Mrs. Gina Rinehart
Australian Resources and Investment, vol.7 no.4
While Australia’s new political leadership and a few from our business community were working at APEC CEO Summit, recently held in nearby Bali, the country’s media was obsessed with what seems trivial when compared to our extraordinary debt challenges.
You can’t help but think there’s almost a sense of denial that we may have a problem. Instead, our country is being focused on the diminutive rather than the monthly millions of dollars in interest payments alone owed on Government’s debt, for which we need to borrow more money and incur more debt to even meet such interest bills.
As I write this, Joe Hockey has just announced he’ll raise the debt ceiling, up an incredible 66% to $500 billion or half a trillion. There is talk of a target to deliver a surplus of 1 per cent of GDP before 2024 – 11 years away. The story struggled to make it to the evening TV news yet it affects every person in this country, including our next generations.
Barnaby Joyce was once criticised for stating what is obvious to most in business; “if you don’t manage debt, debt manages you”. For some reason, this didn’t register with many in Canberra. Keeping the debt ceiling lower at least imposes more expenditure discipline on Government. With this move, we are into the unknown with our country’s finances. Or, perhaps I should say, emulating the paths of various countries in Europe.
In fairness, Joe Hockey didn’t cause this extraordinary financial dilemma but it is primarily his duty to fix it, for which he needs to be serious about quickly cutting Government expenditure. In seven years, from 2007, we’ve gone from hardly any reliance on debt to borrowing to make the interest payments. When is the time right for planning and action in our country about Government over expenditure? But back to APEC in October: As national leaders mixed in front of the cameras, or away from the spotlight, there were also many speeches – virtual sales pitches – from member countries. I was privileged to be there at APEC CEO Summit, listening to stories about the economies of our trading partners, critical for the ambitions and futures of their people. These are Australia’s neighours, our customers and trading partners. Their stories from the highest of their representatives are subjects of great importance – yet their messages and the opportunities were barely reported back here.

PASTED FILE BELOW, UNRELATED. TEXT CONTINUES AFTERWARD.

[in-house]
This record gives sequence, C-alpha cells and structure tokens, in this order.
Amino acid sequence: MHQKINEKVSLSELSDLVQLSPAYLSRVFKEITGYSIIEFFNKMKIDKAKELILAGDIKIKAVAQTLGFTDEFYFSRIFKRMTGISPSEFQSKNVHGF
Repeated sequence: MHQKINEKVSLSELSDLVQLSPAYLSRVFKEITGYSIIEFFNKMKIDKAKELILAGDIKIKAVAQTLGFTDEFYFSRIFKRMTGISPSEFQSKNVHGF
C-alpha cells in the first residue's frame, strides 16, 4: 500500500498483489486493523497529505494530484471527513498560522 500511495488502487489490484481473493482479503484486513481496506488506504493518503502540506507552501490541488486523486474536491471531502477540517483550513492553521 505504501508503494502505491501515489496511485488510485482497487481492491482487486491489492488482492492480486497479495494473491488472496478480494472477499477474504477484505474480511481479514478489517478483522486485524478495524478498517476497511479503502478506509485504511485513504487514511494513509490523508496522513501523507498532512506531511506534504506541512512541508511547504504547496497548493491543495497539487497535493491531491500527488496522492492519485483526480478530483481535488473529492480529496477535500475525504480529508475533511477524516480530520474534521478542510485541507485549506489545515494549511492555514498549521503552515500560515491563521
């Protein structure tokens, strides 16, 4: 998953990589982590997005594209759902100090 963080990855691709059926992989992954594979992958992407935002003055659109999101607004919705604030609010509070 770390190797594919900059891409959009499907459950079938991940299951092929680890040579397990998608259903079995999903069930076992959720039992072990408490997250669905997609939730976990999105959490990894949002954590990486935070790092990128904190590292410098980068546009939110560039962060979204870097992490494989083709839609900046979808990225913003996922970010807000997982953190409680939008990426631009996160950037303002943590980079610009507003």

With little exception, nearly all that Australians heard about APEC from their media was that Tony Abbott attended; and met a few world leaders. What dominated the news attention while APEC had leaders on our doorstep from 21 countries was what the new Prime Minister had to say about the very minor travel bills of some of his now-Ministers.
In part, the “scandal” was this: I had given The Hon. Julie Bishop, then Shadow Minister for Foreign Affairs, a free one way trip to India in a friend’s plane which I’d chartered, wrongly called my private jet (I don’t have a private jet). I thought it was beneficial and important for her Foreign Affairs role that she meet important business friends all conveniently together from the top of the Indian political and business communities for this important Indian family wedding.
The media figured that was outrageous when she had charged the taxpayers for her flight back home. Barnaby Joyce was also lined up for acres of abuse, not actually for the India trip at all, which taxpayers didn’t pay for at all, but for his return journey from Kuala Lumpur, where he’d also been working.
Isn’t it time we dealt with economic matters more seriously in Australia instead of allowing them to be dwarfed in significance against a cranked up story about a couple of return flights? We know or at least, should know, the truth is paying our debt down relies on our overseas customers buying our goods and resources and our businesses expanding.
I am a constant target for many of the political left including in the media for daring to suggest we, as a Nation, need to lower our costs and get more competitive, even more urgent when our Aussie dollar is high. I say often what is on the mind of many in the business community – be they family operations or larger, and am frequently asked to speak on these critical matters. It is simply fundamental; we need to lower our costs to be competitive. There’s an urgent need for a reduction of regulations and their expensive compliance. In these times of the high Aussie dollar when we have to compete with the world, but have some of the highest costs in the world, we can’t afford our Governments providing added drag and extra expense.